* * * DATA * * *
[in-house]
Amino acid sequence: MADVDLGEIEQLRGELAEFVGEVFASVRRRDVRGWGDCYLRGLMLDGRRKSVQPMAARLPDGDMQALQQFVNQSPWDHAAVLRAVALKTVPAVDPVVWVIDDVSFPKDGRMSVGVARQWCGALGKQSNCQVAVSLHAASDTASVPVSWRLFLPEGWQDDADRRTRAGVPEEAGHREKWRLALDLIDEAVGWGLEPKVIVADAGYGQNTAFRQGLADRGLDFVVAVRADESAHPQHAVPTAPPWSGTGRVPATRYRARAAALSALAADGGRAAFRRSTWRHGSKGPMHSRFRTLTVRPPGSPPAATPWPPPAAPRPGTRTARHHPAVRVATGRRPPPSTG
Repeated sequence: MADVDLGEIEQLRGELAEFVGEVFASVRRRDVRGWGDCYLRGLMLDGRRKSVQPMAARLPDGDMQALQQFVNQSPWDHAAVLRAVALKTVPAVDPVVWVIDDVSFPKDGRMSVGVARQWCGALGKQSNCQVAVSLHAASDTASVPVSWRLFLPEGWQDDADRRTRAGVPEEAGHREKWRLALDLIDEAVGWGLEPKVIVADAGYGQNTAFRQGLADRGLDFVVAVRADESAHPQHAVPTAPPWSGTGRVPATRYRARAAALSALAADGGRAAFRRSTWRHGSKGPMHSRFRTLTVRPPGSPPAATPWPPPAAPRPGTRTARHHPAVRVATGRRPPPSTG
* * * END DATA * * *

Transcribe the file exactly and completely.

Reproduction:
[in-house]
Amino acid sequence: MADVDLGEIEQLRGELAEFVGEVFASVRRRDVRGWGDCYLRGLMLDGRRKSVQPMAARLPDGDMQALQQFVNQSPWDHAAVLRAVALKTVPAVDPVVWVIDDVSFPKDGRMSVGVARQWCGALGKQSNCQVAVSLHAASDTASVPVSWRLFLPEGWQDDADRRTRAGVPEEAGHREKWRLALDLIDEAVGWGLEPKVIVADAGYGQNTAFRQGLADRGLDFVVAVRADESAHPQHAVPTAPPWSGTGRVPATRYRARAAALSALAADGGRAAFRRSTWRHGSKGPMHSRFRTLTVRPPGSPPAATPWPPPAAPRPGTRTARHHPAVRVATGRRPPPSTG
Repeated sequence: MADVDLGEIEQLRGELAEFVGEVFASVRRRDVRGWGDCYLRGLMLDGRRKSVQPMAARLPDGDMQALQQFVNQSPWDHAAVLRAVALKTVPAVDPVVWVIDDVSFPKDGRMSVGVARQWCGALGKQSNCQVAVSLHAASDTASVPVSWRLFLPEGWQDDADRRTRAGVPEEAGHREKWRLALDLIDEAVGWGLEPKVIVADAGYGQNTAFRQGLADRGLDFVVAVRADESAHPQHAVPTAPPWSGTGRVPATRYRARAAALSALAADGGRAAFRRSTWRHGSKGPMHSRFRTLTVRPPGSPPAATPWPPPAAPRPGTRTARHHPAVRVATGRRPPPSTG